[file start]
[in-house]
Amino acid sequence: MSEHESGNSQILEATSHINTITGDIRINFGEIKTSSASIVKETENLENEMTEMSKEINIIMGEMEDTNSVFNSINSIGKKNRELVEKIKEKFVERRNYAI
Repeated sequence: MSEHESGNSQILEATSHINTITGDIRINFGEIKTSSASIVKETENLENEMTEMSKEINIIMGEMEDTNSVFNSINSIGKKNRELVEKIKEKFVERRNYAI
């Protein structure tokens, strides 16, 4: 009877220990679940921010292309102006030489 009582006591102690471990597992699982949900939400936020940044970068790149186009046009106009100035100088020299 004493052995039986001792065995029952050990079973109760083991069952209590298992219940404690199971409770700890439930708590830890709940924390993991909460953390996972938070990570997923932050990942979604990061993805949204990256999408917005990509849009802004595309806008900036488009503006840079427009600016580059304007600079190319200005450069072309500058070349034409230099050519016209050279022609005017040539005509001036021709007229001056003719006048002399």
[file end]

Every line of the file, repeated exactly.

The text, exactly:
[in-house]
Amino acid sequence: MSEHESGNSQILEATSHINTITGDIRINFGEIKTSSASIVKETENLENEMTEMSKEINIIMGEMEDTNSVFNSINSIGKKNRELVEKIKEKFVERRNYAI
Repeated sequence: MSEHESGNSQILEATSHINTITGDIRINFGEIKTSSASIVKETENLENEMTEMSKEINIIMGEMEDTNSVFNSINSIGKKNRELVEKIKEKFVERRNYAI
């Protein structure tokens, strides 16, 4: 009877220990679940921010292309102006030489 009582006591102690471990597992699982949900939400936020940044970068790149186009046009106009100035100088020299 004493052995039986001792065995029952050990079973109760083991069952209590298992219940404690199971409770700890439930708590830890709940924390993991909460953390996972938070990570997923932050990942979604990061993805949204990256999408917005990509849009802004595309806008900036488009503006840079427009600016580059304007600079190319200005450069072309500058070349034409230099050519016209050279022609005017040539005509001036021709007229001056003719006048002399």